Does Congress need to make a deal if the President can cut taxes by himself? Senate Majority Leader Mitch McConnell thinks it’s time to get back to the negotiating table and make a coronavirus relief deal. At the same time, White House advisers are investigating whether President can cut or at least defer collection of not only payroll but also income taxes from households and businesses. As for Trump’s proposal to make permanent a payroll tax suspension, Senate Finance Committee Chairman Chuck Grassley said he’d only support the idea if it was part of a larger discussion of assuring the Social Security Trust Fund’s solvency.
Understanding the unemployment insurance mess. TPC’s Tracy Gordon walks through the Administration’s ever-evolving—and ever-shrinking—plan to top up state unemployment insurance benefits. The added benefit seems to have dropped to $300 from the $400 the President touted last Saturday. Tracy says there is a better way.
The payroll tax deferral may be shrinking too. Firms won’t have to participate in the Administration plan to defer payroll taxes from Sept. 1 through December, says Treasury Secretary Steven Mnuchin. “We can’t force people to participate, but I think many small businesses will and pass on the benefits,” Mnuchin told Fox Business. Many firms are unlikely to defer payroll tax withholding, both because of the complexity and the challenges employees will face if they must pay the deferred tax in January.
South Dakota’s tax revenue collections in July beat expectations. In the first month of its fiscal year, South Dakota collected $14.7 million or 8 percent more than the state legislature estimated. Businesses collected these taxes in June and remitted them to the state in July. The state’s Bureau of Finance and Management warned, however, that the situation could get worse because federal financial aid to the state is ending.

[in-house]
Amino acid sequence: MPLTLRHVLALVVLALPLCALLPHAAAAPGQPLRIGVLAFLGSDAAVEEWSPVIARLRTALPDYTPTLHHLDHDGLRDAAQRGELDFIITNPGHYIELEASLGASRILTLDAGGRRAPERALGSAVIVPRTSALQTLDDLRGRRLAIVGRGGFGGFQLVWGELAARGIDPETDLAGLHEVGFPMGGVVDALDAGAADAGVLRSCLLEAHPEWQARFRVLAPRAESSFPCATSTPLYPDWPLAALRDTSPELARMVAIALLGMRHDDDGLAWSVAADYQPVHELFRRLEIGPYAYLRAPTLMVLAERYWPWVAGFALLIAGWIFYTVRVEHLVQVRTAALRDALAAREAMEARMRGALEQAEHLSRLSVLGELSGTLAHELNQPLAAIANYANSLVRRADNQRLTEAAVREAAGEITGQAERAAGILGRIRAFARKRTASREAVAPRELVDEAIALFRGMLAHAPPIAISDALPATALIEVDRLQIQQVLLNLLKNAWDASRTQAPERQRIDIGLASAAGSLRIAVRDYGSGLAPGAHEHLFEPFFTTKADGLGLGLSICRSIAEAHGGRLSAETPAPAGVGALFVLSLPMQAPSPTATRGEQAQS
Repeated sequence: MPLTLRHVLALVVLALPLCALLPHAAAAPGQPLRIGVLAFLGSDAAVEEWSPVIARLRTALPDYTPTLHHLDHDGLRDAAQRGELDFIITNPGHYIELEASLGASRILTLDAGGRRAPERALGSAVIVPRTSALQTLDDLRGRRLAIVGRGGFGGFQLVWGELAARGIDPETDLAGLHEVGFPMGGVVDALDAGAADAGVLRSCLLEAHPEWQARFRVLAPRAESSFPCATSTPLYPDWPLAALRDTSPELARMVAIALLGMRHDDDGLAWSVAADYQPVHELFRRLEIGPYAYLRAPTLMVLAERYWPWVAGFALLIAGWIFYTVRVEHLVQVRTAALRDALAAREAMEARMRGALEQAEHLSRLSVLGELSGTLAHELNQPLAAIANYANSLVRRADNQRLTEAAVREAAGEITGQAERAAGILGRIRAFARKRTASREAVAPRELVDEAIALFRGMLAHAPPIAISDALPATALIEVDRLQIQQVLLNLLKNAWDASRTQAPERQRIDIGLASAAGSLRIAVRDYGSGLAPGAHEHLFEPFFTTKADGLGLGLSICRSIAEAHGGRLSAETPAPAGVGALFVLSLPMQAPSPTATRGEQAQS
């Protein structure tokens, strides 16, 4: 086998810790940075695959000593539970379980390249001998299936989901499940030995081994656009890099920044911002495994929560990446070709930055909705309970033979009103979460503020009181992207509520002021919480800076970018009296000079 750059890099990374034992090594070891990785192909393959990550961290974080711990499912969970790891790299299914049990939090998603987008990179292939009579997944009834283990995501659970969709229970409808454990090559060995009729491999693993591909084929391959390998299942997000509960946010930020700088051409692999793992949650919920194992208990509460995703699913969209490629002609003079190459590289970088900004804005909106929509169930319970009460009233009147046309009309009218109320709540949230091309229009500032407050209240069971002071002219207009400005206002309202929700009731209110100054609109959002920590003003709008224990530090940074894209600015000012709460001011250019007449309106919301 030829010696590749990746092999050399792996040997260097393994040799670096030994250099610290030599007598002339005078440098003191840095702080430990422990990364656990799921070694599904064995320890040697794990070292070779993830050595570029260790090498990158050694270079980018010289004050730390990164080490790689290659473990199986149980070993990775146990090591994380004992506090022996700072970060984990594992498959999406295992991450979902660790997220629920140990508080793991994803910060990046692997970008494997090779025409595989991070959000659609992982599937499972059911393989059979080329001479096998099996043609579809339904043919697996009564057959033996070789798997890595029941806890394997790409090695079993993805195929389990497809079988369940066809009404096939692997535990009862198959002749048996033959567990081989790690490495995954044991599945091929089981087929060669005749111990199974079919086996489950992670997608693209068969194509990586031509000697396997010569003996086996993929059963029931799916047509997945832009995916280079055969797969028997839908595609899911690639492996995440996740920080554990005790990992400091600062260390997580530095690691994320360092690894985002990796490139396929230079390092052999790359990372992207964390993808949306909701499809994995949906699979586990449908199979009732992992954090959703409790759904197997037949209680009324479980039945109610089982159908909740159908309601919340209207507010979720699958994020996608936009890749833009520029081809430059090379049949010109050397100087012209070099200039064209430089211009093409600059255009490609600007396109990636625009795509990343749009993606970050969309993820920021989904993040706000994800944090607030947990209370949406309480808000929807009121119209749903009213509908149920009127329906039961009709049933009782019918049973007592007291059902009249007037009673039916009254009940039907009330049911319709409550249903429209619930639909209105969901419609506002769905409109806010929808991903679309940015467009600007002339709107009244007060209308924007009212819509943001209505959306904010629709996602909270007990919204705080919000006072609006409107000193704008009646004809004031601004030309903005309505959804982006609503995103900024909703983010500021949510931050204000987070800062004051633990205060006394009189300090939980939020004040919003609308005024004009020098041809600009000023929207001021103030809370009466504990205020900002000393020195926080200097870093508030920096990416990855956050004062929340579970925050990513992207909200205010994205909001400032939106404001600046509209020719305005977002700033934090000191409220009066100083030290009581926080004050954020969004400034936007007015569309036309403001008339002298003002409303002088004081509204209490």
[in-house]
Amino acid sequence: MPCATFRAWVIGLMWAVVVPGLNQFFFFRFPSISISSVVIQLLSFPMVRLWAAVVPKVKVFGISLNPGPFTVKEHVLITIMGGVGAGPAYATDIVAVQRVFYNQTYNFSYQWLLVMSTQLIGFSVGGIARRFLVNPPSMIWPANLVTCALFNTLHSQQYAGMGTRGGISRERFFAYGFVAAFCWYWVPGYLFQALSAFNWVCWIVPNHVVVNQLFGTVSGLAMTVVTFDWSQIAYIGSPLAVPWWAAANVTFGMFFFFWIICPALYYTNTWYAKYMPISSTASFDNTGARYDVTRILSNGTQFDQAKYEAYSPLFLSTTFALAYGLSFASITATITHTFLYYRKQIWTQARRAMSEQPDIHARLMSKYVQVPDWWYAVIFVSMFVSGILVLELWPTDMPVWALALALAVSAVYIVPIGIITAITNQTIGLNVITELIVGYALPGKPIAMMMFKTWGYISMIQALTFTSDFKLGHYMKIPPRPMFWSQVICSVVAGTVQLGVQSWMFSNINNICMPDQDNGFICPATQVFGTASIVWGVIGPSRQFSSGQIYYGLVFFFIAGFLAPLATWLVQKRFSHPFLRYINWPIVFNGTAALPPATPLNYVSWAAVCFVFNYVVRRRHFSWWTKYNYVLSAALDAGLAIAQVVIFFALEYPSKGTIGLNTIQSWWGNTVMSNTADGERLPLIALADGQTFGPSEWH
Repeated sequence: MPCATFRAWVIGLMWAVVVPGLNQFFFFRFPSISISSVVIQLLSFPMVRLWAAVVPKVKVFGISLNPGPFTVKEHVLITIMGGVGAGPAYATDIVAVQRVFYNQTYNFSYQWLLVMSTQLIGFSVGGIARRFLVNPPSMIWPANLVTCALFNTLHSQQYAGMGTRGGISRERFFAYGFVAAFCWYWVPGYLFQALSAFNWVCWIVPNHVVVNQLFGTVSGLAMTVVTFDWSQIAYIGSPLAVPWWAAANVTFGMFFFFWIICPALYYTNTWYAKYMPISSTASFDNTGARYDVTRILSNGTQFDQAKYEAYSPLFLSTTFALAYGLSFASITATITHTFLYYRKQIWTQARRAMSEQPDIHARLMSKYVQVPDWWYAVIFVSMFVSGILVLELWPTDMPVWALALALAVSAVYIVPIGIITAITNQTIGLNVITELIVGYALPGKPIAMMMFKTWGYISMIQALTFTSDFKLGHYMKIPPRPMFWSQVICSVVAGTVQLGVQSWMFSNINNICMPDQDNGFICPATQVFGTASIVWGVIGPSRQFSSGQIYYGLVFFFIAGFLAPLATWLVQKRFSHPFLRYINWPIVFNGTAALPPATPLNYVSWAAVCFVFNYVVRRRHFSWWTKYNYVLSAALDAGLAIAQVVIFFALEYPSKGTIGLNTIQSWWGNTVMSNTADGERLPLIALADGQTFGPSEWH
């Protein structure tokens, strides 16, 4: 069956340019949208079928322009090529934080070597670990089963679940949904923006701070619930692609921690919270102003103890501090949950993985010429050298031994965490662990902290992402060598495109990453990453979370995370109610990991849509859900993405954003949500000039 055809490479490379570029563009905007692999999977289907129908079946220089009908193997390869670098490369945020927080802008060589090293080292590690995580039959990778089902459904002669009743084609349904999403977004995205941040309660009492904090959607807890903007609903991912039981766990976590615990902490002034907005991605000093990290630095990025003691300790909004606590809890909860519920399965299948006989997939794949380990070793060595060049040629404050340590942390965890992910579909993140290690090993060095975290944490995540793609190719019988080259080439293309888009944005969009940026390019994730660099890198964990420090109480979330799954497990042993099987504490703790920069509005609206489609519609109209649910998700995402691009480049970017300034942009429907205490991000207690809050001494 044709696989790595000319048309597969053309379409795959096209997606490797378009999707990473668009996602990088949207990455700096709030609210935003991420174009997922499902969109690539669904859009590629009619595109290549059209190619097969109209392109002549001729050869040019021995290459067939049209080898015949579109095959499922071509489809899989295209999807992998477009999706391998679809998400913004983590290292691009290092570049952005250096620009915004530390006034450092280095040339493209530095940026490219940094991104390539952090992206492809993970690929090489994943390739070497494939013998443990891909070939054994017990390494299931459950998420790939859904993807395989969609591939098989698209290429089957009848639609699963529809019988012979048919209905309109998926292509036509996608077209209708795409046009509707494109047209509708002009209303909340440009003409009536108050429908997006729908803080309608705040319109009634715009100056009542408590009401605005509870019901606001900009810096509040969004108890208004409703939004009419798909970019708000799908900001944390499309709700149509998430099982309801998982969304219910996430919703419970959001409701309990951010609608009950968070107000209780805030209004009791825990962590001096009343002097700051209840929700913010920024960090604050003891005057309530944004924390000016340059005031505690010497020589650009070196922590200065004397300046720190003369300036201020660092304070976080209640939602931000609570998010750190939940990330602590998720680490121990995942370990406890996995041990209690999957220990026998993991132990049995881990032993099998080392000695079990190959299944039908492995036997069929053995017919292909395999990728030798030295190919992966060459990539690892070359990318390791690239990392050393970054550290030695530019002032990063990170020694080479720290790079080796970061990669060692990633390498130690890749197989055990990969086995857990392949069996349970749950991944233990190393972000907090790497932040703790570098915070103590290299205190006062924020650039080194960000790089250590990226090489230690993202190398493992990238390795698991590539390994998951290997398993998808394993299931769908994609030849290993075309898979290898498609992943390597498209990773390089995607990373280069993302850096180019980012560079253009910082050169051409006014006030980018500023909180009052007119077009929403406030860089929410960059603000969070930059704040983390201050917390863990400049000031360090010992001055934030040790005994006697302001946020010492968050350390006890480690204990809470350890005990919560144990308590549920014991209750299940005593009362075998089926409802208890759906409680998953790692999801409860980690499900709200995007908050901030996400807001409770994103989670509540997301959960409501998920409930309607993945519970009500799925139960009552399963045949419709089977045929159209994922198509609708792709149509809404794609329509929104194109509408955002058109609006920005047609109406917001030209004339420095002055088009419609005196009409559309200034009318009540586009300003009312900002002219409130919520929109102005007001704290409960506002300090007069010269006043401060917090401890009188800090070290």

AICPA, 180 other organizations, urge deductibility of PPP expenses. The certified public accountants’ organization signed a letter asking that Paycheck Protection Program loan forgiveness-related expenses remain deductible. They argue that in the Coronavirus Aid, Relief, and Economic Security (CARES) Act, Congress intended to allow firms to deduct these expenses, since it allows loan forgiveness to be excluded from a borrower’s taxable income.
In Ohio: A call to repeal a tax on commuters. A state senator proposes repeal of a state law that lets cities continue to tax people who used to commute to work before the pandemic. Governor Mike DeWine signed the state law in March, which allows employers in a pandemic-closed business in Cleveland, for example, to continue to withhold local income taxes as if their employees are working from their homes outside Cleveland.
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